This is a big question and will depend on so many factors. If you are doing a full-time MBA, especially at an elite business school, you would need to ask yourself whether dividing your time between study and work, gives you the focus you need for your MBA especially if it is a one year course. Will working diminish or enhance your business school experience? If you do decide to generate income during your full-time MBA, you could ask your professors if they have any research assistant jobs available or investigate part-time work with a local company to gain relevant business experience.
If you are doing a part-time MBA, you will be engaged in part-time employment already (your employer may even be contributing to the cost of your MBA) and that will help with your overall study costs.
Once you have your budgeting worked out there are many ways to minimise costs. For example, being aware of your eating habits and saying no to convenience and restaurant food. Buy your groceries and cook meals. The cost of eating out is much greater than that of cooking at home. This does not mean that you can never have a meal delivery ever again, but it should be the exception rather than the rule.
The business school will probably offer meal plans which you can buy or simply use the campus canteen. Canteens will be much cheaper than buying lunch at cafes, especially if your school is in an expensive area.
Textbooks can be expensive. If you are looking to save money on books, see if your business school operates a textbook renting scheme, or research online to see if former students are selling textbooks. Try the obvious places, such as Facebook and eBay. There is also the online bookstore, mypustak, to which former students can donate textbooks and the store, in turn, provides books to current students in need, free of charge.
Explore student-friendly banks to see if you can open an account that accrues small or no fees while you are studying. Online research should reveal what is available and you may find banks that give extra rewards for students.
Clubs, Associations & Events: No matter how carefully you try to control your expenditure there are likely to be hidden costs during your study period as well as unwanted ones. Again, you will need to weigh up the value of say, an organised student trip, where you will potentially gain friends and contacts for life, but the experience could put a dent in your bank balance. Joining clubs is often viewed as a necessary expense as they help you learn how to make yourself more attractive to recruiters and offer valuable networking opportunities. However, joining fees can be high and this can become expensive if you would like to join multiple clubs. Again, it is a question of balancing costs with potential benefits and enjoyment, of course.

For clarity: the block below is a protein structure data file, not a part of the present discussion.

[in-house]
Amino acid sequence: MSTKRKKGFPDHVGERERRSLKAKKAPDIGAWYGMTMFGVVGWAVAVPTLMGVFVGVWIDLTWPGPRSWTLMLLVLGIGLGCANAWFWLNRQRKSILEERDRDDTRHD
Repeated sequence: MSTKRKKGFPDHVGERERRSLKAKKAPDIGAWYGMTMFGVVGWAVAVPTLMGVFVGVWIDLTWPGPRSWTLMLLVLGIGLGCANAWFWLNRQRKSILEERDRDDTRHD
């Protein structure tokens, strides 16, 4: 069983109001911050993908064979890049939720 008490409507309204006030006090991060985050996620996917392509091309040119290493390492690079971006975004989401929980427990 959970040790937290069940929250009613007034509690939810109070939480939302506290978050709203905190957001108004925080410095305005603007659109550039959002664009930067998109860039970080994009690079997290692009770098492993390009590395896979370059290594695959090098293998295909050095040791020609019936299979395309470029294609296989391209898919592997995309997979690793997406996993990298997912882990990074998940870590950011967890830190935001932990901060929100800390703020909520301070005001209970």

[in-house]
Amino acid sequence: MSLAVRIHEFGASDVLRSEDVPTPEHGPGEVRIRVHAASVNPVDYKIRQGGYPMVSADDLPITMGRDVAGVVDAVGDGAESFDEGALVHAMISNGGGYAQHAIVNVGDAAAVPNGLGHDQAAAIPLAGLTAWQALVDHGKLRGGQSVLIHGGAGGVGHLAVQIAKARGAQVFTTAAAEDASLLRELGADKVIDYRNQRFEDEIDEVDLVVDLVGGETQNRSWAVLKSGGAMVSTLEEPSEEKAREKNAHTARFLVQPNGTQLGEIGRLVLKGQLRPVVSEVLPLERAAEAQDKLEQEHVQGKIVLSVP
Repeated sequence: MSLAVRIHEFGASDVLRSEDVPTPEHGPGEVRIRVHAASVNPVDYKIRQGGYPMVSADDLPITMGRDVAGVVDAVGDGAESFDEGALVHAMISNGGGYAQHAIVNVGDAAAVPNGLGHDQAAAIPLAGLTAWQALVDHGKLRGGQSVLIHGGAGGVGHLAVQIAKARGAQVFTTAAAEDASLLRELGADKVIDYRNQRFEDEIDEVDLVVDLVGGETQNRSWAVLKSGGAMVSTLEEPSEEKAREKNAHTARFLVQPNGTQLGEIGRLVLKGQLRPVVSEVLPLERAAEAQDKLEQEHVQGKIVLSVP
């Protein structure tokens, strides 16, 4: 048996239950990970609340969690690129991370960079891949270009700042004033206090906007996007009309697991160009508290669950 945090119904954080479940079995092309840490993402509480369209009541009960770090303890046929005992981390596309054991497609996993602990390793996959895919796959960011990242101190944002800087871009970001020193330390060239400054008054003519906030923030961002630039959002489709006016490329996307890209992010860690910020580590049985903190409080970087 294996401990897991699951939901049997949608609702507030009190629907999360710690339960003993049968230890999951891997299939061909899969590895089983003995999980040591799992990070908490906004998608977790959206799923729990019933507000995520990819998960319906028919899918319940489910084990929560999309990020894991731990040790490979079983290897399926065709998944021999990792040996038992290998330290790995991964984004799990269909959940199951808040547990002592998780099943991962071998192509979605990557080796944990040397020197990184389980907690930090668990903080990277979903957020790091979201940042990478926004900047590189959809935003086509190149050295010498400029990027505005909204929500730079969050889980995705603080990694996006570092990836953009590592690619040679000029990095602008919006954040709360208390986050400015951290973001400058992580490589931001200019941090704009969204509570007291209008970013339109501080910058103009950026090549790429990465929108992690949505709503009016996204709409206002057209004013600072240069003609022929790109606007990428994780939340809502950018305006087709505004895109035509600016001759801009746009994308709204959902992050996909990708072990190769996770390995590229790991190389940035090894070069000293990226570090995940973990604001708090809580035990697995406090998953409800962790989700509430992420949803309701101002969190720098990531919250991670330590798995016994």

Find out if your school has any grants to help with the cost of items like laptops and other essential equipment. Sometimes funds set aside to help students go unused because not enough students apply for them.
You may already be aware but downloading readily available and legal freeware to help you with your study can help with your budgeting. Popular software tends to be expensive so some research should point you to lower-cost or free alternatives for word processing, antivirus, image editing, and audio editing software. There are also creative platforms such as Canva and Lumen5 that provide free entry-level use.
Retailer Discounts: Some companies offer student discounts, especially in big campus towns and cities. Make yourself aware of those that do and factor these places into your spending plans if possible. Showing your student ID could get you useful savings.
You may have taken out subscriptions that you have forgotten about or barely use – these can be a drain on resources. Keep on top of what you use and unsubscribe from anything that is not essential. It is normally simple to unsubscribe. Explore this during your initial planning in case there is a subscription cancellation notice period.
Here are our final cost-cutting tips:
- Consider living with one or more roommates and sharing rent and bills.
- Prepare your own coffee – a daily morning coffee bought from a high street coffee shop will take a toll on your wallet. Instead, buy a low-cost coffeemaker, pour your homemade coffee into a travel mug, and take your coffee with you.
- Make value purchases. Shop for store brands instead of name brands as they will be cheaper than their well-known, name-brand equivalents and tests have shown many own-label products taste just as good as brands. Go food shopping later in the day as certain supermarkets discount some products later in the day/evening. You may think this is a lot of effort for small savings, but you will be surprised how much of a difference it can make especially when food prices rise.
Although attending business school may have a reputation for being highly priced, if you plan and learn money saving tricks you will be able to live well on less during your study period. Prudent budgeting will also make you more aware of where you stand financially and help you start your business career in the best possible financial position.